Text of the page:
Saturday, March 23, 2013

Center Star, 2013

Center Star, 2013
The Center Star quilt is finally bound. I wanted something very specific for the binding: narrow, 1/4" pieced rather than the standard 1/2" single-fabric binding. I chose this finish because I felt it would enhance the irregular edge rather than eating it up, but I didn't trust myself to get it done right in time for the NW Quilters show in a few weeks. So, I worked with a professional, guild mate Sylvia Gray, who also does sleeves for my antique and vintage quilts. The long-arm quilting was done by Tomme Fent, also to my exact specifications.

This quilt was started last November during a Liberated Medallion workshop with Gwen Marston in Sisters. It was my first quilting class, and first sewing class since the 7th grade. We had fun, and several of us spent the rest of the weekend together in the retreat with Sue Spargo, which is where I started the "Wild-Eyed Susans" quilt. It's nice to have both done within a few months of starting them, and they will be displayed at the NW Quilters 39th Annual Show in April.

More experienced quiltmakers roll their eyes when I say I have a no-UFO policy, but I'm going to try to stick to my guns. There are things I experimented with, which I'll never finish, but I don't consider them UFOs since I don't intend to finish them. At this time I have just a couple UFOs, and I'm not starting anything new until I finish one of them. The one I'd like to finish next is called Oregon July and the goal is to have it ready in time for the Sisters Outdoor Quilt Show this summer. It will be my eighth completed quilt.

next up: "Oregon July" in progress

12 comments:

  1. UFOs aren't really a bad thing. sometimes they need to marinate a bit, thats all

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    1. I don't disagree, although I feel like my perspective is a little different because of some of the formative creative experiences I've had. I do appreciate the need to let a project marinate, but very rarely do I experience that as a visual artist. More often, time management or financial considerations would be the primary reasons for a project to go on hold, and if those were the reasons, it would make no sense to start other projects. So, that's why I don't believe I'll ever have a lot of UFOs.

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  2. Your quilt somehow captures the energy of some of the best "primitive" pieces. If it was divorced from your identity and put on display in different contexts, it could be taken as African American in tradition or a very effective scrap piece made in humble circumstances whose power was achieved by accident. This is a good thing. Maybe you should keep taking these classes, they really seem to inspire you.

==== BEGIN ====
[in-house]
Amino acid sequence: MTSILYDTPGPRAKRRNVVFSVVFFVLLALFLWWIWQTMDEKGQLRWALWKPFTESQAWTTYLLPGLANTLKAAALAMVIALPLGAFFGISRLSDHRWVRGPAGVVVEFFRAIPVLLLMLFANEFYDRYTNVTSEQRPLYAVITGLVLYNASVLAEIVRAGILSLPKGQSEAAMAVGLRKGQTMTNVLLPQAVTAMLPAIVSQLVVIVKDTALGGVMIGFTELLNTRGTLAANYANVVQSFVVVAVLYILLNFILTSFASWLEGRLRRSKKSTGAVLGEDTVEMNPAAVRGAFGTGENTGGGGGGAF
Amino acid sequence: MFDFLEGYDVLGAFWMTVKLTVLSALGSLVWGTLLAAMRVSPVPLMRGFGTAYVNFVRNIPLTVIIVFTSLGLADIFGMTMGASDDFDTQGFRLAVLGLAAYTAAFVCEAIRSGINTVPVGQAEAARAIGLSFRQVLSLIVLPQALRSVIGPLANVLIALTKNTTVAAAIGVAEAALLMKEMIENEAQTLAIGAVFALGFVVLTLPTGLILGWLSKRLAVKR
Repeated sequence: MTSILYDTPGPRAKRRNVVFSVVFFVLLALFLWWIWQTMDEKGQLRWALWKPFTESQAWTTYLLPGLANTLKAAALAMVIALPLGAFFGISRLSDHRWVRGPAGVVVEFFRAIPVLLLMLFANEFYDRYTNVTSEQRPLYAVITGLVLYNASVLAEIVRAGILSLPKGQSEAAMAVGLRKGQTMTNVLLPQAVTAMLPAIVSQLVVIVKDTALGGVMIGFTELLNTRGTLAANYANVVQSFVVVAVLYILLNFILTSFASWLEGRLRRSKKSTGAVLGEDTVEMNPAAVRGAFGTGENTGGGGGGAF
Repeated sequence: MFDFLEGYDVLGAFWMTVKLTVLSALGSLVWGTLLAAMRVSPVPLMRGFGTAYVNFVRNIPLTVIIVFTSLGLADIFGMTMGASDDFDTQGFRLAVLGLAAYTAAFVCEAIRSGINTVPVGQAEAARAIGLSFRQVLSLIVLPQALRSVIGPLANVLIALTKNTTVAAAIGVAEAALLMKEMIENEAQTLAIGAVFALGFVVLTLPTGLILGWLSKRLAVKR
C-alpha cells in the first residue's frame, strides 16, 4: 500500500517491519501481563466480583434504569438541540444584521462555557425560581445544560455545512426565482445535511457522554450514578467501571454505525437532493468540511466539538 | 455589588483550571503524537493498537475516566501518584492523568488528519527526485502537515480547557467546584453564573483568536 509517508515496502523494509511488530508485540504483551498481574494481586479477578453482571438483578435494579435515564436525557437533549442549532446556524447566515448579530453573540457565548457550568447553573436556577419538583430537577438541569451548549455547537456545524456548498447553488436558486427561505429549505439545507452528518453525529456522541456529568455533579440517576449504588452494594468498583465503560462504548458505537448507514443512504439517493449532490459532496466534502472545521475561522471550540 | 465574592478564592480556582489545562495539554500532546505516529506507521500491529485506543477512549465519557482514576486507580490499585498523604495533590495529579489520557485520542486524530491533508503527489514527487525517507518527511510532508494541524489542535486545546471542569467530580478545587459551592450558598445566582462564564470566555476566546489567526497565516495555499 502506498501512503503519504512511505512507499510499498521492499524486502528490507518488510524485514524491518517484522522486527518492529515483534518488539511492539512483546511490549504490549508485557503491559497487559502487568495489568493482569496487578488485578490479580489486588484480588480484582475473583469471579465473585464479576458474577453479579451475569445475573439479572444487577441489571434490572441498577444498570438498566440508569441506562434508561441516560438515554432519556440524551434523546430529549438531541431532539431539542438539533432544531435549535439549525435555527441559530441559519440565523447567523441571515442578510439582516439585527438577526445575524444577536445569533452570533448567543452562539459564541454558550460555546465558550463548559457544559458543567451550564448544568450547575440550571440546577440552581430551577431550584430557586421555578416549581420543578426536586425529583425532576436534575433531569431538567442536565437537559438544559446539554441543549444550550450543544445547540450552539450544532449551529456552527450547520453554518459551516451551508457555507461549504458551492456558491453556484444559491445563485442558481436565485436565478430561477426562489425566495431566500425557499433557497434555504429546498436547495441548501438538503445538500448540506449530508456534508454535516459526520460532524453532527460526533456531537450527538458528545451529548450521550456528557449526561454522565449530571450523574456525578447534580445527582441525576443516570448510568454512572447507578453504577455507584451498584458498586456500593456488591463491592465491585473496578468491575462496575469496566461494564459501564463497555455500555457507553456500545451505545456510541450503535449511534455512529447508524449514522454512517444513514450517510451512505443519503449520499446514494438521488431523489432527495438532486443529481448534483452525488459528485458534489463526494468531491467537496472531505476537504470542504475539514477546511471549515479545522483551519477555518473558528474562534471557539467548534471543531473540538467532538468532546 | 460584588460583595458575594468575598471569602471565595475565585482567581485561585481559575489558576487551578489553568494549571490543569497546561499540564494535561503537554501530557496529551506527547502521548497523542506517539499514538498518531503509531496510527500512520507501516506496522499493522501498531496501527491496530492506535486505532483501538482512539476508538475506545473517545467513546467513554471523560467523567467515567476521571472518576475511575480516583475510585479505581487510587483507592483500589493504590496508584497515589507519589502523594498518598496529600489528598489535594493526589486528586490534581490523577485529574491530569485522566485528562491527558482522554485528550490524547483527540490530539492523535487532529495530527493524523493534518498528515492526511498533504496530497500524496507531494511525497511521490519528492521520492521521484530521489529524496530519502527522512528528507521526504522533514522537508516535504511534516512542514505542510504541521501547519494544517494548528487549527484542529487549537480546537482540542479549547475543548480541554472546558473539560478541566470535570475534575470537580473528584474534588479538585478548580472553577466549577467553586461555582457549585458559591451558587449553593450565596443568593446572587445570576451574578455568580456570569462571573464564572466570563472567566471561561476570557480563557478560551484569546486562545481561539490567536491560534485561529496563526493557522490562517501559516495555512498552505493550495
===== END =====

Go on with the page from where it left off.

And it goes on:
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    1. Thank you. Glad you like it. When you see it in person, it seems much more like what it really is- an art quilt and a tribute to quilt history.

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  3. The center star is stunning. Really beautiful in execution and design.

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    1. One of the things Gwen Marston showed me was improvisational style quilts could also be refined, resolved, and somewhat controlled technically. That's kind of what I was going for - being in control of the out-of-control-ness. :)

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  4. I absolutely LOVE the quilting on the Center Star. Perfectly chosen to really accentuate the elegantly simple design. Just beautiful.

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    1. I'm glad I decided to have it long-armed rather than trying to hand quilt it. I liked it, wanted to get it done, and didn't want to wreck it.

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  5. Its gorgeous-the piecing and the quilting!

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    1. The piecing was fun, and I was happy with how the quilting enhanced the design.

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  6. Bill, let's touch base in about five years. I want to see how many UFOs you *might* have by then!

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    1. LOL, Dawn! But seriously, when you attend college at a place like RISD and are required to finish projects overnight all the time, the inclination to let something sit is really trained out of you.

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